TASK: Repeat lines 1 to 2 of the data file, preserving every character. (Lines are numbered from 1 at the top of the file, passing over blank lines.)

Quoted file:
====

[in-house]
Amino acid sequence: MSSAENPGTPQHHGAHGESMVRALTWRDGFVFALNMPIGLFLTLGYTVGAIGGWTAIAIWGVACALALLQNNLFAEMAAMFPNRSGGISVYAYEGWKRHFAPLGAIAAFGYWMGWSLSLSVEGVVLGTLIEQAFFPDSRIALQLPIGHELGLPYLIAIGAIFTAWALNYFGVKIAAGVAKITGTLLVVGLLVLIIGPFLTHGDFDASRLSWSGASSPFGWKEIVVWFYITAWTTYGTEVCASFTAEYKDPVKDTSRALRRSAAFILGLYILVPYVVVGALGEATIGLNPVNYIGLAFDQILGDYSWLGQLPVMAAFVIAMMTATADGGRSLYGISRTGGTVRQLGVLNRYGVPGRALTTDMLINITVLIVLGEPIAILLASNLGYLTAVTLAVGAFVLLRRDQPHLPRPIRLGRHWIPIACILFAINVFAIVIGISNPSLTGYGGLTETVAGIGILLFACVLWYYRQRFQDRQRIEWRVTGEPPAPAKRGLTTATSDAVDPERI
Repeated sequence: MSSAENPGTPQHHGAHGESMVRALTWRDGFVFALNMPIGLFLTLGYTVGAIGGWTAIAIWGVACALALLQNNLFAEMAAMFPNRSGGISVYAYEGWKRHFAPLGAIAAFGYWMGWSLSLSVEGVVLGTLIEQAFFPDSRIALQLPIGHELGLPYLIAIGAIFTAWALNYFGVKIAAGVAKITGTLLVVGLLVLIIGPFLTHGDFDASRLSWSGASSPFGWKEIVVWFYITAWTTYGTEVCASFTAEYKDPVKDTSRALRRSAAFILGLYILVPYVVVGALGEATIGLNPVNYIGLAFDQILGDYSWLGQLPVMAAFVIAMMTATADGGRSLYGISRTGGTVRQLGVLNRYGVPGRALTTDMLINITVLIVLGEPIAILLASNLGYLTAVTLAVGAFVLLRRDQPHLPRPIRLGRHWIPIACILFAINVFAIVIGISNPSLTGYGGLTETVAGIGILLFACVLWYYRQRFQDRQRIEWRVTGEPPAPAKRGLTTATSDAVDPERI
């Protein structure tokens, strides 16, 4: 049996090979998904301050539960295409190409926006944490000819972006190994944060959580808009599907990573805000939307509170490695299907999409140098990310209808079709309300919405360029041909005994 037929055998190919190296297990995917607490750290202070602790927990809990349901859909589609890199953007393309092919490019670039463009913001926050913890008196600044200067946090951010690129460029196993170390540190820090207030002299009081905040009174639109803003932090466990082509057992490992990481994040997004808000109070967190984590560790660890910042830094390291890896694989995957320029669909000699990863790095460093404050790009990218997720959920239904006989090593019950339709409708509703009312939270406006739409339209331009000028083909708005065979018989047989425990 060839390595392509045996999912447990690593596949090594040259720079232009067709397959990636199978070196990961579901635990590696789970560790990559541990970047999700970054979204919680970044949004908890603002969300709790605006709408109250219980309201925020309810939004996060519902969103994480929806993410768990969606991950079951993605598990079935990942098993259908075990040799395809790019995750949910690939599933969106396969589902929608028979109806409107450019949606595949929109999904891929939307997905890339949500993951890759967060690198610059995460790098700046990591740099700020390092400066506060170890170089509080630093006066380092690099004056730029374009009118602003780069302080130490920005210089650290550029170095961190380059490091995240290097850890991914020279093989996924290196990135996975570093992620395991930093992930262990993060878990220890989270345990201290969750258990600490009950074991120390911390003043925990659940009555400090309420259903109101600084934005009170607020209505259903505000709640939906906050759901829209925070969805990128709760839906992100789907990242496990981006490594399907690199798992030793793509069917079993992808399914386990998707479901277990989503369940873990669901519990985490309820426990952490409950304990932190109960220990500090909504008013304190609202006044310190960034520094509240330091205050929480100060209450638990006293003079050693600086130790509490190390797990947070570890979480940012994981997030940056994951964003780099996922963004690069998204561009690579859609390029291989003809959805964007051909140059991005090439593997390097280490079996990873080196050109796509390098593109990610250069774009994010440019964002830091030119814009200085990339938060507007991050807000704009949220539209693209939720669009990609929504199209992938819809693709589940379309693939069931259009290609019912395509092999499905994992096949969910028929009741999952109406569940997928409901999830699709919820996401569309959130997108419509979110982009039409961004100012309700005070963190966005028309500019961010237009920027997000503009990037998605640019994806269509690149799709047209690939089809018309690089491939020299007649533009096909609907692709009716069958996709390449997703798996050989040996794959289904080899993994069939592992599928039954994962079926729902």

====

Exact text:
[in-house]
Amino acid sequence: MSSAENPGTPQHHGAHGESMVRALTWRDGFVFALNMPIGLFLTLGYTVGAIGGWTAIAIWGVACALALLQNNLFAEMAAMFPNRSGGISVYAYEGWKRHFAPLGAIAAFGYWMGWSLSLSVEGVVLGTLIEQAFFPDSRIALQLPIGHELGLPYLIAIGAIFTAWALNYFGVKIAAGVAKITGTLLVVGLLVLIIGPFLTHGDFDASRLSWSGASSPFGWKEIVVWFYITAWTTYGTEVCASFTAEYKDPVKDTSRALRRSAAFILGLYILVPYVVVGALGEATIGLNPVNYIGLAFDQILGDYSWLGQLPVMAAFVIAMMTATADGGRSLYGISRTGGTVRQLGVLNRYGVPGRALTTDMLINITVLIVLGEPIAILLASNLGYLTAVTLAVGAFVLLRRDQPHLPRPIRLGRHWIPIACILFAINVFAIVIGISNPSLTGYGGLTETVAGIGILLFACVLWYYRQRFQDRQRIEWRVTGEPPAPAKRGLTTATSDAVDPERI